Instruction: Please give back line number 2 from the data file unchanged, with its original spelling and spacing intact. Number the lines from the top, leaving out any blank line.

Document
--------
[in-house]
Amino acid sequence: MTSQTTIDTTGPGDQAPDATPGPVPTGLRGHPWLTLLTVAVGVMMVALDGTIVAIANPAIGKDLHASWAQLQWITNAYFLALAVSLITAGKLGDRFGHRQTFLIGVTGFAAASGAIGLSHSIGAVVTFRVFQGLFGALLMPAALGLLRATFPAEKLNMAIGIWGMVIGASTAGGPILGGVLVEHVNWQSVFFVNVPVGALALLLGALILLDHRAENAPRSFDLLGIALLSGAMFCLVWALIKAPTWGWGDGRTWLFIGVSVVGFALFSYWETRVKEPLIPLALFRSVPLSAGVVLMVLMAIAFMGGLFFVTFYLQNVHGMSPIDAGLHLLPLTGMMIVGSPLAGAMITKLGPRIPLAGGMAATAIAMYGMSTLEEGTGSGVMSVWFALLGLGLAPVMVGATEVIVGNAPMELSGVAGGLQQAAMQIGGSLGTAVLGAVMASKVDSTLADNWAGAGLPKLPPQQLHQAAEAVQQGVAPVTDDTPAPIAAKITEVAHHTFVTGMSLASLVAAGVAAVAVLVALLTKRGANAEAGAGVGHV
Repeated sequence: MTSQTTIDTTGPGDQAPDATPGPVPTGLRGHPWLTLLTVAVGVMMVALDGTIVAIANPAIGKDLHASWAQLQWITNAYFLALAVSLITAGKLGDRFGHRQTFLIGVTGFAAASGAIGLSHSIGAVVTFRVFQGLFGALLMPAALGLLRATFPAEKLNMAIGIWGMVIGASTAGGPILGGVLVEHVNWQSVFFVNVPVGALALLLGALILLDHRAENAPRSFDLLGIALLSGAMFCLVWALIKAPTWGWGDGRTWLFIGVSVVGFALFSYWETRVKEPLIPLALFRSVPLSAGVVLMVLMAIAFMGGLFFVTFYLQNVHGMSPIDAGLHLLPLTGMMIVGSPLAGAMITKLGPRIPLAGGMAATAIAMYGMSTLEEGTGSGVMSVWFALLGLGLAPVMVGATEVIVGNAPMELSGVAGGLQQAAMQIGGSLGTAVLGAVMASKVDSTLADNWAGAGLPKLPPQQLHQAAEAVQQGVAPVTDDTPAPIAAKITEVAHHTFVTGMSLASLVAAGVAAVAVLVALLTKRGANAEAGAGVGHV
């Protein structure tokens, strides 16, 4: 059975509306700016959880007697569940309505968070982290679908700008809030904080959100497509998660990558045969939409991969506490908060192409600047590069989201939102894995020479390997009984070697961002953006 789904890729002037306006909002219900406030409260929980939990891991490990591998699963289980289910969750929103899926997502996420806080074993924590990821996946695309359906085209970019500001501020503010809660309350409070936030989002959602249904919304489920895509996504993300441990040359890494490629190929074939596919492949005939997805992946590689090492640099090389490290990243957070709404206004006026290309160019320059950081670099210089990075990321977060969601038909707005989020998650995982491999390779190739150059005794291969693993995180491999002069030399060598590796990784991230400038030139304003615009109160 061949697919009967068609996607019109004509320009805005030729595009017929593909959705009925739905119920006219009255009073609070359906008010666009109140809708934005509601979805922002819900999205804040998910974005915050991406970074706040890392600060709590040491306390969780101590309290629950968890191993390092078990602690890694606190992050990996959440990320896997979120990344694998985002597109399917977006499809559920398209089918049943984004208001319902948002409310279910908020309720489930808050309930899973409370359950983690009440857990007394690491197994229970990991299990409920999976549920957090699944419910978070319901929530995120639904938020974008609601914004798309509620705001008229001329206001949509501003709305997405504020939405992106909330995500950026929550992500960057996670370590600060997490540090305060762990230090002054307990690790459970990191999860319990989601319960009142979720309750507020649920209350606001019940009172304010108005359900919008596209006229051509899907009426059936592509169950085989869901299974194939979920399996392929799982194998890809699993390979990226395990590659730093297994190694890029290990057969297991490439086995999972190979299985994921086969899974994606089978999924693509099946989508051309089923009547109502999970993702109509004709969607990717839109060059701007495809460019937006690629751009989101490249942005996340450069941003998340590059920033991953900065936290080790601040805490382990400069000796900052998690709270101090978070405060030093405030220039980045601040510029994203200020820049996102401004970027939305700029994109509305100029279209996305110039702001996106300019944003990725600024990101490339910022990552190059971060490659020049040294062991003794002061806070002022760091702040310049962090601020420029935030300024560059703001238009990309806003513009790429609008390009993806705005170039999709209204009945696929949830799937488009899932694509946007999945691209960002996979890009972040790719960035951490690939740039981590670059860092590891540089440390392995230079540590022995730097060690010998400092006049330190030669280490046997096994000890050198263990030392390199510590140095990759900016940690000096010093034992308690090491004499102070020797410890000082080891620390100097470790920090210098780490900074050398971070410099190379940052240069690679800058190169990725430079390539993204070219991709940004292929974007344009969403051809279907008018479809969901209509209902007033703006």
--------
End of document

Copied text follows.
Amino acid sequence: MTSQTTIDTTGPGDQAPDATPGPVPTGLRGHPWLTLLTVAVGVMMVALDGTIVAIANPAIGKDLHASWAQLQWITNAYFLALAVSLITAGKLGDRFGHRQTFLIGVTGFAAASGAIGLSHSIGAVVTFRVFQGLFGALLMPAALGLLRATFPAEKLNMAIGIWGMVIGASTAGGPILGGVLVEHVNWQSVFFVNVPVGALALLLGALILLDHRAENAPRSFDLLGIALLSGAMFCLVWALIKAPTWGWGDGRTWLFIGVSVVGFALFSYWETRVKEPLIPLALFRSVPLSAGVVLMVLMAIAFMGGLFFVTFYLQNVHGMSPIDAGLHLLPLTGMMIVGSPLAGAMITKLGPRIPLAGGMAATAIAMYGMSTLEEGTGSGVMSVWFALLGLGLAPVMVGATEVIVGNAPMELSGVAGGLQQAAMQIGGSLGTAVLGAVMASKVDSTLADNWAGAGLPKLPPQQLHQAAEAVQQGVAPVTDDTPAPIAAKITEVAHHTFVTGMSLASLVAAGVAAVAVLVALLTKRGANAEAGAGVGHV